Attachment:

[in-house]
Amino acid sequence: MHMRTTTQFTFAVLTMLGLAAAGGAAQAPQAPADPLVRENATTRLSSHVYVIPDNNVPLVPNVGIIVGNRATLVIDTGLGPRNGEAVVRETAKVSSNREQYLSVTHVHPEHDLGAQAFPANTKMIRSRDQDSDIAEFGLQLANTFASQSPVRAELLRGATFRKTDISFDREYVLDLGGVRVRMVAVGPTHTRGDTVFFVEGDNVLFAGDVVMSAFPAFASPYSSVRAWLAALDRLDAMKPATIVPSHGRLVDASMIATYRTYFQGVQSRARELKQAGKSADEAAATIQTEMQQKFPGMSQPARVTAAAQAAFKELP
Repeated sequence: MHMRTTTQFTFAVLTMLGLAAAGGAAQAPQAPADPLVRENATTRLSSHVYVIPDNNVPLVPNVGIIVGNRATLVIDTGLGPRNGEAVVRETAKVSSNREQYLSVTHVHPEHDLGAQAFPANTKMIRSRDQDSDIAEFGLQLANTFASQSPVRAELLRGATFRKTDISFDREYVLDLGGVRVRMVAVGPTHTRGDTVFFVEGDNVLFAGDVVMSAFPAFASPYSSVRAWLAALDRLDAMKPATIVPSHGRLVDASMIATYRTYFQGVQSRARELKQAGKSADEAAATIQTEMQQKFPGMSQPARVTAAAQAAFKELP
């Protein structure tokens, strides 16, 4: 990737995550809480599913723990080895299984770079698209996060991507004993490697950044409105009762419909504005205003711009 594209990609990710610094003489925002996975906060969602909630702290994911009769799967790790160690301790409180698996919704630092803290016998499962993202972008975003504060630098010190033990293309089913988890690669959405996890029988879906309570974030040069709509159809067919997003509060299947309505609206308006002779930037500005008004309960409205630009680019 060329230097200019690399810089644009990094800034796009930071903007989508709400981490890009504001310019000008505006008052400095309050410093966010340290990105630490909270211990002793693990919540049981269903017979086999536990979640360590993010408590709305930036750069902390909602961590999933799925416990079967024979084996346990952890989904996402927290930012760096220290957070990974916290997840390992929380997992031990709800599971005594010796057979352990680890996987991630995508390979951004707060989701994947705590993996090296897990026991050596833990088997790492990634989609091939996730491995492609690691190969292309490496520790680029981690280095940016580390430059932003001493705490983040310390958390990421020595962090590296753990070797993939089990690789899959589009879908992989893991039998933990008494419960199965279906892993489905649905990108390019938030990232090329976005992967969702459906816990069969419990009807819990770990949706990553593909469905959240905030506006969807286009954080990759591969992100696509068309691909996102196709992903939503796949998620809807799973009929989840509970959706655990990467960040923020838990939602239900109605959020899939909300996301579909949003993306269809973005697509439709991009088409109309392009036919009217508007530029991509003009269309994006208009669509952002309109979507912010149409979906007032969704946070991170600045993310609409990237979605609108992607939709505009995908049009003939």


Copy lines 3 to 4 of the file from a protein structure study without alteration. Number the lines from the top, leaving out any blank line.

Repeated sequence: MHMRTTTQFTFAVLTMLGLAAAGGAAQAPQAPADPLVRENATTRLSSHVYVIPDNNVPLVPNVGIIVGNRATLVIDTGLGPRNGEAVVRETAKVSSNREQYLSVTHVHPEHDLGAQAFPANTKMIRSRDQDSDIAEFGLQLANTFASQSPVRAELLRGATFRKTDISFDREYVLDLGGVRVRMVAVGPTHTRGDTVFFVEGDNVLFAGDVVMSAFPAFASPYSSVRAWLAALDRLDAMKPATIVPSHGRLVDASMIATYRTYFQGVQSRARELKQAGKSADEAAATIQTEMQQKFPGMSQPARVTAAAQAAFKELP
């Protein structure tokens, strides 16, 4: 990737995550809480599913723990080895299984770079698209996060991507004993490697950044409105009762419909504005205003711009 594209990609990710610094003489925002996975906060969602909630702290994911009769799967790790160690301790409180698996919704630092803290016998499962993202972008975003504060630098010190033990293309089913988890690669959405996890029988879906309570974030040069709509159809067919997003509060299947309505609206308006002779930037500005008004309960409205630009680019 060329230097200019690399810089644009990094800034796009930071903007989508709400981490890009504001310019000008505006008052400095309050410093966010340290990105630490909270211990002793693990919540049981269903017979086999536990979640360590993010408590709305930036750069902390909602961590999933799925416990079967024979084996346990952890989904996402927290930012760096220290957070990974916290997840390992929380997992031990709800599971005594010796057979352990680890996987991630995508390979951004707060989701994947705590993996090296897990026991050596833990088997790492990634989609091939996730491995492609690691190969292309490496520790680029981690280095940016580390430059932003001493705490983040310390958390990421020595962090590296753990070797993939089990690789899959589009879908992989893991039998933990008494419960199965279906892993489905649905990108390019938030990232090329976005992967969702459906816990069969419990009807819990770990949706990553593909469905959240905030506006969807286009954080990759591969992100696509068309691909996102196709992903939503796949998620809807799973009929989840509970959706655990990467960040923020838990939602239900109605959020899939909300996301579909949003993306269809973005697509439709991009088409109309392009036919009217508007530029991509003009269309994006208009669509952002309109979507912010149409979906007032969704946070991170600045993310609409990237979605609108992607939709505009995908049009003939």